Review: Thunder Brother copes with some tiny tearaways…
Thunder Brother: Soap Division. Issue 6: House Of Tiny Tearaways.
Paul Rainey’s comic work is consistently impressive, his ‘There’s No Time Like The Present’ series really setting the bar high for his unique blend of sci-fi soap opera. But thus far, his new series Thunder Brother has gone further into this cleverly hinterland between everyday soaps and hard edge sci-fi.
Thunder Brother is very much grounded in the world and culture of the soap opera, albeit based in a reality where TV soaps aren’t simply mindless, crappy entertainment, but do actually exist, each TV soap a new alternate world, governed by soap rules, populated by a cast totally unaware of their role to provide entertainment, and keeping everything running smoothly we have Soap Division, including the increasingly unpredictable and strange Thunder Brother and the new apprentice schoolgirl Sally.
The interesting thing about TB thus far has been watching Rainey develop so many different ideas around his fictional soap bubble worlds, taking little idiosyncrasies and developing them into well defined rules to govern the worlds, putting forward his big idea of soaps being real and based on their own worlds and then analysing the individual issues that would come from this development. Last issue we had the intriguing concept of language, specifically how it is that prime time soaps that theoretically deal with grim and gritty ideas have their cast of grim and gritty cockney types speaking without peppering their lines with definitely post watershed language.
Now, what would happen to the cast of characters unable to use swearwords if a trio of real-world squatters were mysteriously transported to the soap world of WestEnders?
Yep, genuine invention and interesting questions, a metaphysical look at the world of entertainment. Rainey delivers this sort of thing time and time again.
This issue is a first for TB, as its story directly continues from ‘Mind Your Language’, with Thunder Brother and Sally dealing with the three squatters transported into West Enders world by the mysterious and dangerous Library King, and dealing with the potential soap-ending threat their potty mouths bring to this world. But this termination of a soap isn’t new, as Thunder Brother points out, it’s happened before, a soap running its course, being cancelled, the show stopped, the world abandoned:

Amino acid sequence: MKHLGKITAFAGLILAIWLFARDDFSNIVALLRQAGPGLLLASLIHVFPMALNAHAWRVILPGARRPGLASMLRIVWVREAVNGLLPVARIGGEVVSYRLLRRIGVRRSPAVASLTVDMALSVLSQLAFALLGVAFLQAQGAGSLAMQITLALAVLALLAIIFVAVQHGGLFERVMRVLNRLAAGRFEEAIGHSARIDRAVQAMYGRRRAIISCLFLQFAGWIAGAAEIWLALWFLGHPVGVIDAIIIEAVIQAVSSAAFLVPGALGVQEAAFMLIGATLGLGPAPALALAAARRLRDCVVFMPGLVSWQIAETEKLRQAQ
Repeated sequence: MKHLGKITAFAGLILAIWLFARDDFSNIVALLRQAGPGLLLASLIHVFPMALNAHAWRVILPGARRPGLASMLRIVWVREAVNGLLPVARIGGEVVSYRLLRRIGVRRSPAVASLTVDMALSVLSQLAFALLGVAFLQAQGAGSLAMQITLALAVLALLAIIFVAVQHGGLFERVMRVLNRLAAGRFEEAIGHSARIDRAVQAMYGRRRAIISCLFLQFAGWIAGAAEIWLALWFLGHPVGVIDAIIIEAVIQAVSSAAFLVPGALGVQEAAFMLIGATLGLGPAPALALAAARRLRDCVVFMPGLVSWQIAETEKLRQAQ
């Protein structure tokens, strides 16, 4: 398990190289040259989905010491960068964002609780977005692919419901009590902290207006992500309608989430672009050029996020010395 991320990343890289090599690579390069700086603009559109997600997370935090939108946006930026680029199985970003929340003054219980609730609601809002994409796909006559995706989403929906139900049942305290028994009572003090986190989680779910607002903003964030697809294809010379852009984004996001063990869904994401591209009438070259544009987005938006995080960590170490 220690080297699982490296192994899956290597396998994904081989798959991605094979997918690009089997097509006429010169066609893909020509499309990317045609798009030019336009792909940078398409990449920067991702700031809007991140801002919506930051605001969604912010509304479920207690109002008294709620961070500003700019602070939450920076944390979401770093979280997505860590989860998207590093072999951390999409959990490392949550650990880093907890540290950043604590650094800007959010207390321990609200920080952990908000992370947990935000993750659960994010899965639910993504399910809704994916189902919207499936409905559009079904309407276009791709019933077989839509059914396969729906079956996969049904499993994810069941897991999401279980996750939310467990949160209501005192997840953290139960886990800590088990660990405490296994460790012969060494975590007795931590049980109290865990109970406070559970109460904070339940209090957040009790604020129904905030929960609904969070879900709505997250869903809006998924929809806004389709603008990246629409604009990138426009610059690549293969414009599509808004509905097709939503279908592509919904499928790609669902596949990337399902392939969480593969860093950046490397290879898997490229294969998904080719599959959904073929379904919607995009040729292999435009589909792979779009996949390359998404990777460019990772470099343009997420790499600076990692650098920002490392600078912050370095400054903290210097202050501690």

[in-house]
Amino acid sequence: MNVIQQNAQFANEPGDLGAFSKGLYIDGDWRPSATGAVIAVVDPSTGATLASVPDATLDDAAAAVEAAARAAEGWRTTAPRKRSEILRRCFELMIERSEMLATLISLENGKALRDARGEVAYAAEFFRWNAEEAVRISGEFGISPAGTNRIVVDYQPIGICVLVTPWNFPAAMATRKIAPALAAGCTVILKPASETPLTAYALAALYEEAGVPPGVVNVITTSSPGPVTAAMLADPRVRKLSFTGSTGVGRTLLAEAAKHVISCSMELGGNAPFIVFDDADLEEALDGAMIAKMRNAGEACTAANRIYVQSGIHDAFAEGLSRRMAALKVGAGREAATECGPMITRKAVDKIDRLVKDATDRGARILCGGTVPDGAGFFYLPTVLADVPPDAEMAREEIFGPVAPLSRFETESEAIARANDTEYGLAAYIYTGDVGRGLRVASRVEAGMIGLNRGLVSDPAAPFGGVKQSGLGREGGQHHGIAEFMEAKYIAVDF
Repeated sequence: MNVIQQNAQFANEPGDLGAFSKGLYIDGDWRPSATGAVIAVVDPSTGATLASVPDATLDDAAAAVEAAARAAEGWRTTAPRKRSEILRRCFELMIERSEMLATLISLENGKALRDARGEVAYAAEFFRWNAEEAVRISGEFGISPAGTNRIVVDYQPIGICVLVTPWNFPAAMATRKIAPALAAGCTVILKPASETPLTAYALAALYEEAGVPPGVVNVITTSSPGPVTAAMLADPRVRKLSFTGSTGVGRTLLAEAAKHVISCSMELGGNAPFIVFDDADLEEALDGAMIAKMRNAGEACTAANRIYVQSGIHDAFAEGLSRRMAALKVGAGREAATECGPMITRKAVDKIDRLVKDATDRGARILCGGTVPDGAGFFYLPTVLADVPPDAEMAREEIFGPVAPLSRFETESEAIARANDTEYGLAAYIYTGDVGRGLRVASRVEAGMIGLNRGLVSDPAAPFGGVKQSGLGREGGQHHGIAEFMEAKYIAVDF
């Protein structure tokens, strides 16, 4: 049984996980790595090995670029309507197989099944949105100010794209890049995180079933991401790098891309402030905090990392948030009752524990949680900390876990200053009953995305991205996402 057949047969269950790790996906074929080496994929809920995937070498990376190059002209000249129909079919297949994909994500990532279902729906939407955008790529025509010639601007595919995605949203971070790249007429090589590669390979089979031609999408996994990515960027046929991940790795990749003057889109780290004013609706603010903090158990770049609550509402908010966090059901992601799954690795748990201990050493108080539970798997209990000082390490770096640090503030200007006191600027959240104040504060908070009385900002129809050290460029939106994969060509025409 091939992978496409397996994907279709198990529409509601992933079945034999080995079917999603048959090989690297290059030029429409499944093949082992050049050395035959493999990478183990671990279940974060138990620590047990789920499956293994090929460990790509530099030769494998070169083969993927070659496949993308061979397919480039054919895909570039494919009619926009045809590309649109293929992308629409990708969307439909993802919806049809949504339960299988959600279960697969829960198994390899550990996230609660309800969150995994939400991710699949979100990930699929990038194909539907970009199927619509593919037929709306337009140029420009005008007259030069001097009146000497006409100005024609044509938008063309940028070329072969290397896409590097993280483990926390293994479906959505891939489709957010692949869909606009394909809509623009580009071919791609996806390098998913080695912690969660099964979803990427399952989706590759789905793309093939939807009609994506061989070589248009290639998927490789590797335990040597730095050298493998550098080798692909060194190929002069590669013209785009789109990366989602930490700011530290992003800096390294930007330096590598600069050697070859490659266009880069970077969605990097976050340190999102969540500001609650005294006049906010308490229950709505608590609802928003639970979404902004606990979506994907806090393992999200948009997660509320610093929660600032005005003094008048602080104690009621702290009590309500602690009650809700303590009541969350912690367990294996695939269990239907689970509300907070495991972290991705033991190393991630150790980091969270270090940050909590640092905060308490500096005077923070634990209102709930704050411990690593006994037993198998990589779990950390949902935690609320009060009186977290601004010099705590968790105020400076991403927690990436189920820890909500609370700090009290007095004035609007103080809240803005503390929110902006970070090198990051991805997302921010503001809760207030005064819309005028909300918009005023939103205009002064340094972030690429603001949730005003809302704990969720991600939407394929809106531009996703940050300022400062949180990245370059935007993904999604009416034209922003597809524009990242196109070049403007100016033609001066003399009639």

As with every issue, Rainey makes the reader contemplate the reality of his imagined reality, look at the mechanics that would drive these soap worlds, a mix of hard reality and soap style imagination, and together it’s quite a potent and intriguing mix.
Where Rainey intends to go with this I have no idea. I’m imagining the threat of the Library King will come into it somewhere, but I genuinely can’t work out where. However, I’ll trust Rainey to continue delivering issue after issue of quality entertainment.
I’ve got to admit, the extras this time, Goddard and Prisk Are Now Investigators of the Paranormal and another episode of Ghost Zombie, did little to add to my enjoyment, merely good strips skillfully done. But it’s the invention and entertainment of the main strip that keeps me coming back.
Rainey initially set up TB as a webcomic, each 12 page web-chapter collected with extras in print comic form. He’s since revised that model and is now going print only. In future I’d prefer to see 20 pages of Thunder Brother.
You can buy copies of Thunder Brother at Rainey’s store. And print is the only way to get Thunder Brother now. So go and splurge on all 6 issues thus far.